You’ve probably noticed that as you’ve gotten older, your memory isn’t what it used to be. You might find yourself forgetting where you put your keys, or struggling to remember someone’s name or finish your crossword puzzle. While this may seem like part of normal aging, it doesn’t mean that it should be ignored.

The problem of cognitive impairment

For most people, certain aspects of cognition start to decline in their mid-to-late 30s. This decline is due to a variety of factors, including the depletion of certain brain nutrients, which leads to a reduction of connections between brain cells, called neurons. For some, this cognitive decline begins to accelerate later in life and can be an early sign of dementia. According to recent estimates, as many as 16 million Americans are currently living with some form of age-related cognitive impairment. This number is growing rapidly, owing in part to the aging baby boomer generation as well as new medical advances that are helping people live longer.

Sadly, there is no cure for cognitive impairment, which is characterized by problems remembering, learning new things, concentrating or making decisions. Medications are available to help improve attention or memory. However, these medications don’t work for everyone, have unwanted side effects, and may only slow cognitive decline temporarily. There are also supplements that claim to reverse memory loss and improve focus. Unfortunately, the majority of these claims have never been substantiated by human clinical trials, and are often based on only a handful of animal studies. Most supplement companies that claim to have tested their products in human clinical trials have never published their results in peer-reviewed medical journals, likely because their data were not convincing to unbiased expert scientists and doctors.

A new brain health supplement offers fresh optimism

Now, a new supplement is offering a ray of hope to the millions of people suffering with age-related cognitive decline.  The supplement is called L-TAMS (sold under the name ClariMem), and is a nutrient complex that was developed through 20 years of research by teams of scientists at MIT, Tsinghua University and Stanford University, among others. Those scientists were studying ways to increase connections between brain cells to improve learning and memory when they discovered that L-TAMS is a critical factor controlling the number of these connections.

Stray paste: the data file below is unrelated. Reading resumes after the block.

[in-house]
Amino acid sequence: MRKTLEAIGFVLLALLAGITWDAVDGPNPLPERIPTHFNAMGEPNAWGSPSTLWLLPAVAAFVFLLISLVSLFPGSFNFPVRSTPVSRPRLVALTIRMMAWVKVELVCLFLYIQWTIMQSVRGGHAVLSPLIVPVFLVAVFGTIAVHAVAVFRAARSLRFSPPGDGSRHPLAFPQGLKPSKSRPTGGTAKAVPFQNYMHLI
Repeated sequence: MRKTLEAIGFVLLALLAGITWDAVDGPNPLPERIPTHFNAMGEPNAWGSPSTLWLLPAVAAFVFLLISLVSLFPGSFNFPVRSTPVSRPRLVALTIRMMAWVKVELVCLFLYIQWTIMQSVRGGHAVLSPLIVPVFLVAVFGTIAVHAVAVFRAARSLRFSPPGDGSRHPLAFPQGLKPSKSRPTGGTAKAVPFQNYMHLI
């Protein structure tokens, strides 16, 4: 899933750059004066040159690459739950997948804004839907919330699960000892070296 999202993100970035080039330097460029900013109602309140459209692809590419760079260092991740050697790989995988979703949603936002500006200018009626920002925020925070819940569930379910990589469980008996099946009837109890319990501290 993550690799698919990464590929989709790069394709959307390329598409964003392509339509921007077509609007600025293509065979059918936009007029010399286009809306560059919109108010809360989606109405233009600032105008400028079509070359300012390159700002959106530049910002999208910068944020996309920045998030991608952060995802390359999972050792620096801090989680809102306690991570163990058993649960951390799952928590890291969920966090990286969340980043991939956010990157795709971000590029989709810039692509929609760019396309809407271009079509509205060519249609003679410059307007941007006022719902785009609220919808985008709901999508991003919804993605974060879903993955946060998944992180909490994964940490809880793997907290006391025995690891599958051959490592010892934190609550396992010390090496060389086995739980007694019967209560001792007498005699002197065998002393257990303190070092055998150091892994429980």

L-TAMS can replenish essential brain nutrients that decline as we age, the loss of which is associated with the reduction of neuronal connections and increased cognitive impairment. Several studies in laboratory animals showed that L-TAMS can enter the brain to rebuild and strengthen neuronal connections, and improve learning and memory. But the next step was to show that L-TAMS also works in humans.

Impressive clinical trial results

The remarkable effects of L-TAMS in laboratory animals were recently confirmed in a gold standard clinical trial of older adults with cognitive impairment. The results of that double-blind, placebo-controlled clinical trial were published in the Journal of Alzheimer’s Disease, a respected peer-reviewed medical journal. In the trial, ClariMem (referred to by the clinical code MMFS-01 in the study) substantially improved overall cognitive performance compared to the placebo after just 12 weeks of twice-daily use. Amazingly, the data also indicated that ClariMem improved brain age by 9 years, on average.

Almost as important as its potency is the fact that the supplement is safe. In the clinical trial, there were fewer negative side effects in subjects taking ClariMem than in subjects taking a placebo (inactive sugar pill). The FDA has already acknowledged the safety of L-TAMS, clearing it for human use. In fact, tens of thousands of people are taking L-TAMS every year. In addition to improved cognition, many of these customers have also reported benefits in sleep quality and mood, which also deteriorate as neuronal connections are lost. Additional clinical trials are currently underway to test these effects. 

To learn more about the published clinical trial results, the science behind L-TAMS and upcoming clinical trials, visit www.BuildABetterBrain.com.